But the Obama administration killed Constellation, which was over budget and behind schedule, then doubled down on commercial options. Having the private sector design, build and own the space vehicles, under the auspices of NASA, was seen as a way to save time and money and allow NASA to focus on long-term goals, such as sending astronauts to Mars.
Initially, NASA had planned on launching its first astronauts under the commercial crew program by 2015. But budget shortfalls have delayed that until 2017.
In urging Congress to fully fund the program, NASA Administrator Charles Bolden wrote in a blog post last year that "it is unacceptable that we don't currently have an American capability to launch our own astronauts."
SpaceX, the California-based start-up, has argued that its Dragon capsule makes the most sense because it is already used for ferrying cargo to and from the station.
Musk has also promoted the new passenger version of the Dragon as the most advanced option because the reusable capsule can land with helicopter-like precision as opposed to dropping into the ocean.
Sierra Nevada's space plane, called the Dream Chaser, can fly with or without a pilot and can be used at least 30 times. Like the capsules, it would be launched into space atop a rocket. (Sierra Nevada has chosen the Atlas V but says the Dream Chaser could fit on other rockets, as well.)
It can make the return flight in six to 10 hours, said Mark Sirangelo, the head of Sierra Nevada's Space Systems program, and land on any runway that can accommodate a 737 airplane.
And with its compact design, bent wings and race-car-like lines, it is, Sirangelo said, "what an American next-generation space vehicle should look like."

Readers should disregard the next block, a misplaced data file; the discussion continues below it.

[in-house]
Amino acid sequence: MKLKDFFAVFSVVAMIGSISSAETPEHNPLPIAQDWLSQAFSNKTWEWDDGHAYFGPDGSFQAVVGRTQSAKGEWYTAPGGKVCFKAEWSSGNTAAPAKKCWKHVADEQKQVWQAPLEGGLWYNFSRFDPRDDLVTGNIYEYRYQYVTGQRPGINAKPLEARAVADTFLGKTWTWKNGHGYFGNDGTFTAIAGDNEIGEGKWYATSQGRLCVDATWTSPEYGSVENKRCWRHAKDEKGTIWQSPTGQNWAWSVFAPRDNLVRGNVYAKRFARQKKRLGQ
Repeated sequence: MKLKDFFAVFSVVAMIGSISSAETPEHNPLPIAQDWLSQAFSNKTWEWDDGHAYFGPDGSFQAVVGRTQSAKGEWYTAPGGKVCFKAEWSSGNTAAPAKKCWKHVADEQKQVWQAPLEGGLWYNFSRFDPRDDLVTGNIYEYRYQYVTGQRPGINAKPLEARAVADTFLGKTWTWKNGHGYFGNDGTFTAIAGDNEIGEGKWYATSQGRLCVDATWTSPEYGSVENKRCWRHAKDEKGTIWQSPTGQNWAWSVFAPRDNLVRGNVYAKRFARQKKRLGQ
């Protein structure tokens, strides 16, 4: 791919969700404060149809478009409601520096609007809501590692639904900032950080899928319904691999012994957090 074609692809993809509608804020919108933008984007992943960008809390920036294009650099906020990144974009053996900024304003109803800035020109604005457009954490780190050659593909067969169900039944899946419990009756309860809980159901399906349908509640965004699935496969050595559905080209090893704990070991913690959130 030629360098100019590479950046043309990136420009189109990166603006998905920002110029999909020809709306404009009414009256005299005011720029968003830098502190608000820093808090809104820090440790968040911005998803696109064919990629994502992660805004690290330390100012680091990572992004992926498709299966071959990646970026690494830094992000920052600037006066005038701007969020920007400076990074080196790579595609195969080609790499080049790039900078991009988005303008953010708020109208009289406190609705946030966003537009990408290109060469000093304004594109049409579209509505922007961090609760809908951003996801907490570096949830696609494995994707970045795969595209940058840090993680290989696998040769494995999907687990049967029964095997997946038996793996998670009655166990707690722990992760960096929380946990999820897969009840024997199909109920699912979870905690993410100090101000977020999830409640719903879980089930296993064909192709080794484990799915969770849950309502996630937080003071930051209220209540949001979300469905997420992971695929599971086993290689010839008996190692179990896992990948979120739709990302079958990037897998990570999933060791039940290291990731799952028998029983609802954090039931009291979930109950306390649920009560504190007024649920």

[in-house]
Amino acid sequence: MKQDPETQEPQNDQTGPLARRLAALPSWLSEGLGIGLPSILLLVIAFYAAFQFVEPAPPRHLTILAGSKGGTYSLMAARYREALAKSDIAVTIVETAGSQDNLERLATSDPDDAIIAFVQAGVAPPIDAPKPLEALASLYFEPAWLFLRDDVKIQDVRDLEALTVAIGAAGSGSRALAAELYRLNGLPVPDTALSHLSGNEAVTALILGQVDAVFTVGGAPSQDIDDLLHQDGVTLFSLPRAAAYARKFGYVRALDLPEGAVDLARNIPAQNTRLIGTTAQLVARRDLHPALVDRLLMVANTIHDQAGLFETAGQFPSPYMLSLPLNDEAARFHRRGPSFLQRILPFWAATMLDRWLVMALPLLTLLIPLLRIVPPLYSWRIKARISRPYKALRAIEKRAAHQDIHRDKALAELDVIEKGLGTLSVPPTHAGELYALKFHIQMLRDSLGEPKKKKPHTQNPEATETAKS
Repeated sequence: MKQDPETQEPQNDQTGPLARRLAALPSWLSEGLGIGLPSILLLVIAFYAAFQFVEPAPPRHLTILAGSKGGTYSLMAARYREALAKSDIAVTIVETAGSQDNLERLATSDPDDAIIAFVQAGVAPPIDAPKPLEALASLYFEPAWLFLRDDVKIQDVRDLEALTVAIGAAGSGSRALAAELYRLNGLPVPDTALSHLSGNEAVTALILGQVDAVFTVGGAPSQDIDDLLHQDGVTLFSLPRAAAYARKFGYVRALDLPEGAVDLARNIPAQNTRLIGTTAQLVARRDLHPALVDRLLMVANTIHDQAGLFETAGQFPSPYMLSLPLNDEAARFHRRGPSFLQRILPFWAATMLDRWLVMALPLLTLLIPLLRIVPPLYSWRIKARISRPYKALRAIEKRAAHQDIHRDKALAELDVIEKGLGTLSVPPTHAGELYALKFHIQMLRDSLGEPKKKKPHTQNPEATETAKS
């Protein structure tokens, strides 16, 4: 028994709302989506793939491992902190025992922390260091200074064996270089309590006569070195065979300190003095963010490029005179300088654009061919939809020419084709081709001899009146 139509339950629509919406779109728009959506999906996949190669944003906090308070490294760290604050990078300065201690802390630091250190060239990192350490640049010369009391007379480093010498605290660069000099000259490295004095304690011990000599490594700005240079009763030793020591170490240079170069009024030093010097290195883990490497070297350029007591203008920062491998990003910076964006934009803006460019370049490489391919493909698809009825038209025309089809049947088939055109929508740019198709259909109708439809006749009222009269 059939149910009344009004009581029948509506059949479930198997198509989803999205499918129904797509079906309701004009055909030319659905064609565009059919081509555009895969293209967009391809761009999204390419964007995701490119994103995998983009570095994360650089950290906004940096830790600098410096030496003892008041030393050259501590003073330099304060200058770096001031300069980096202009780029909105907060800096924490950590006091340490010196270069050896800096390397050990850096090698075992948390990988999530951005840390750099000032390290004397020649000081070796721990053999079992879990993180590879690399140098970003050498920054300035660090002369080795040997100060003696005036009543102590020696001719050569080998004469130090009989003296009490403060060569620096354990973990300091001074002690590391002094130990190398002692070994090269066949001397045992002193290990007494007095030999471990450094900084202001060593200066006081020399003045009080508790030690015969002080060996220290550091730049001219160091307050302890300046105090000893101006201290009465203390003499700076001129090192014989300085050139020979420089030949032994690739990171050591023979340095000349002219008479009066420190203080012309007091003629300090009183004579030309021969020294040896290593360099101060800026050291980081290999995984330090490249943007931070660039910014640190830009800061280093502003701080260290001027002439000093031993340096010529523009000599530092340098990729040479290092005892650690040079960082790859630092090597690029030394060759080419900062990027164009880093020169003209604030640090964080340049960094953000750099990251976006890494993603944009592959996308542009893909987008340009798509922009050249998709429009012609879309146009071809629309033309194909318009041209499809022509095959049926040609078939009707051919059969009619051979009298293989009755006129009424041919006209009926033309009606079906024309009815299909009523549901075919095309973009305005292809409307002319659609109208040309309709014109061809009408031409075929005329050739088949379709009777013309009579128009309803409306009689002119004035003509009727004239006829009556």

While Boeing trumpets its experience and successful track record, it is also working with new space companies to help it find other customers to take into space. One is Space Adventures, a company based in Vienna, Va., that has helped a few private citizens arrange travel to the space station on Russian Soyuz spacecraft.
Mulholland said that if Boeing won the contract, it would talk to NASA about the possibility of reserving seats for private citizens, which could reduce the government's cost.
It also has partnered with Bigelow, a company that builds inflatable space modules that it intends to lease.
Once the contract is awarded -- and some think it could go to more than one company -- NASA would work to certify the space vehicles, a process that could take a few years.
In the meantime, the United States will have to continue to send its astronauts to the ISS aboard a Russian spacecraft. That gives Russia the power to decide whether American astronauts can get to the space station or not.
Not being able to get there, Caceres said, "would be embarrassing and a huge waste of taxpayer money."
Joel Achenbach contributed to this story.
Sierra Nevada Corporation
Sierra Nevada's "space plane," the Dream Chaser, can fly with or without a pilot.
Robyn Beck/AFP/Getty Images
SpaceX CEO Elon Musk (R) unveils SpaceX's new seven-seat Dragon V2 spacecraft, at a press conference in Hawthorne, California, May 29, 2014. The private spaceflight company's new manned space capsule will ferry NASA astronauts to and from the International Space Station.